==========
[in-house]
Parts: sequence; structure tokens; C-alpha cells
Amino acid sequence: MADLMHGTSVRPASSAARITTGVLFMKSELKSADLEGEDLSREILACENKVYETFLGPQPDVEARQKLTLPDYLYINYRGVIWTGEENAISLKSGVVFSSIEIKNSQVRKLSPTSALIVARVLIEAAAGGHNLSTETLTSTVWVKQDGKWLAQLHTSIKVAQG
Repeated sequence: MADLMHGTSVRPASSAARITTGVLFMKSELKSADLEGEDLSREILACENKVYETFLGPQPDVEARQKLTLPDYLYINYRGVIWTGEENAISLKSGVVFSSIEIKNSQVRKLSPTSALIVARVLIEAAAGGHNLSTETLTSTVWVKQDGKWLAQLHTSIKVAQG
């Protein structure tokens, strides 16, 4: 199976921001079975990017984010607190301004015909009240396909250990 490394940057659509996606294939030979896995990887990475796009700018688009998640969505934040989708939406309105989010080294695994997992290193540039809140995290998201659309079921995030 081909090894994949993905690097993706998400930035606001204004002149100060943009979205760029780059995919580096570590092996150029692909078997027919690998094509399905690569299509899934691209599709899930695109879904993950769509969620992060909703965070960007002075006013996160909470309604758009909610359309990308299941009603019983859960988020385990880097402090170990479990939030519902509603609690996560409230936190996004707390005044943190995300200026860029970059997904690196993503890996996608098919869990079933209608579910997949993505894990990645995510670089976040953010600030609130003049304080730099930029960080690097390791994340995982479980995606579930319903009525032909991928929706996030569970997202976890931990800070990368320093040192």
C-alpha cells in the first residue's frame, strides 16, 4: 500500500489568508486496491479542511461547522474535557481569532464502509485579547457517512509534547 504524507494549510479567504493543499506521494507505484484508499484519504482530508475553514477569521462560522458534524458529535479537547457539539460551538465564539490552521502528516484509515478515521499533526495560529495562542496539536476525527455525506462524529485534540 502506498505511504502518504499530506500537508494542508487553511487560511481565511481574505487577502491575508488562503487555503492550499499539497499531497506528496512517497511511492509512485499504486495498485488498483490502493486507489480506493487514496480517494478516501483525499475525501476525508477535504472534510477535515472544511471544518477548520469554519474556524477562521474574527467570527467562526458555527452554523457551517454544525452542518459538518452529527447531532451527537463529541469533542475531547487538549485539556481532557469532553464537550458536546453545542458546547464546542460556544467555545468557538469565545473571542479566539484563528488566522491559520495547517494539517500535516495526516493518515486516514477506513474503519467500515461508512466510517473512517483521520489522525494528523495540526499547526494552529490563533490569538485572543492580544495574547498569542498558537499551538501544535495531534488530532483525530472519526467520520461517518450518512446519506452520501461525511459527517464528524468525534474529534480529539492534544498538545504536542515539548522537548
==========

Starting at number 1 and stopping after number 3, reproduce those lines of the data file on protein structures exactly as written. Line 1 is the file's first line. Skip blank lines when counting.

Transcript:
[in-house]
Parts: sequence; structure tokens; C-alpha cells
Amino acid sequence: MADLMHGTSVRPASSAARITTGVLFMKSELKSADLEGEDLSREILACENKVYETFLGPQPDVEARQKLTLPDYLYINYRGVIWTGEENAISLKSGVVFSSIEIKNSQVRKLSPTSALIVARVLIEAAAGGHNLSTETLTSTVWVKQDGKWLAQLHTSIKVAQG